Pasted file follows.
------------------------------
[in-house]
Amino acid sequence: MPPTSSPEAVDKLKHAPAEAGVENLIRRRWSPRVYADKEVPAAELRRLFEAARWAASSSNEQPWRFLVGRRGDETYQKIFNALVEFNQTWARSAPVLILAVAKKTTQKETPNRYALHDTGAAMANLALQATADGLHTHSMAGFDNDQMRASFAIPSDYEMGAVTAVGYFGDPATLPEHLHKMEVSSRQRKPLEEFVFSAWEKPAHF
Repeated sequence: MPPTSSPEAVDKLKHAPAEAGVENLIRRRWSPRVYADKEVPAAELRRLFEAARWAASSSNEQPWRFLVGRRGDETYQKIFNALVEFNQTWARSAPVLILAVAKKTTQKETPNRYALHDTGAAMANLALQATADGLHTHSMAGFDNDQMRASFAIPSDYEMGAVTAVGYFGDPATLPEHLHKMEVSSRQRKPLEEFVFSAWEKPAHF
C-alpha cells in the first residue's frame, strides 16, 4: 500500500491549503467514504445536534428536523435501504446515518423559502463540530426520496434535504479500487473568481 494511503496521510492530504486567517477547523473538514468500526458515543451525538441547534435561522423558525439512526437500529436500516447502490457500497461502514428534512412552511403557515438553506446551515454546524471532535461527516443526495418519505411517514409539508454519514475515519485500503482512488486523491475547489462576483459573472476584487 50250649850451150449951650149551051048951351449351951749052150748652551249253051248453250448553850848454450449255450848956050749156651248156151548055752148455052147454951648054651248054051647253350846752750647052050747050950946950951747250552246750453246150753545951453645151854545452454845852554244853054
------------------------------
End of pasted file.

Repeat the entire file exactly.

[in-house]
Amino acid sequence: MPPTSSPEAVDKLKHAPAEAGVENLIRRRWSPRVYADKEVPAAELRRLFEAARWAASSSNEQPWRFLVGRRGDETYQKIFNALVEFNQTWARSAPVLILAVAKKTTQKETPNRYALHDTGAAMANLALQATADGLHTHSMAGFDNDQMRASFAIPSDYEMGAVTAVGYFGDPATLPEHLHKMEVSSRQRKPLEEFVFSAWEKPAHF
Repeated sequence: MPPTSSPEAVDKLKHAPAEAGVENLIRRRWSPRVYADKEVPAAELRRLFEAARWAASSSNEQPWRFLVGRRGDETYQKIFNALVEFNQTWARSAPVLILAVAKKTTQKETPNRYALHDTGAAMANLALQATADGLHTHSMAGFDNDQMRASFAIPSDYEMGAVTAVGYFGDPATLPEHLHKMEVSSRQRKPLEEFVFSAWEKPAHF
C-alpha cells in the first residue's frame, strides 16, 4: 500500500491549503467514504445536534428536523435501504446515518423559502463540530426520496434535504479500487473568481 494511503496521510492530504486567517477547523473538514468500526458515543451525538441547534435561522423558525439512526437500529436500516447502490457500497461502514428534512412552511403557515438553506446551515454546524471532535461527516443526495418519505411517514409539508454519514475515519485500503482512488486523491475547489462576483459573472476584487 50250649850451150449951650149551051048951351449351951749052150748652551249253051248453250448553850848454450449255450848956050749156651248156151548055752148455052147454951648054651248054051647253350846752750647052050747050950946950951747250552246750453246150753545951453645151854545452454845852554244853054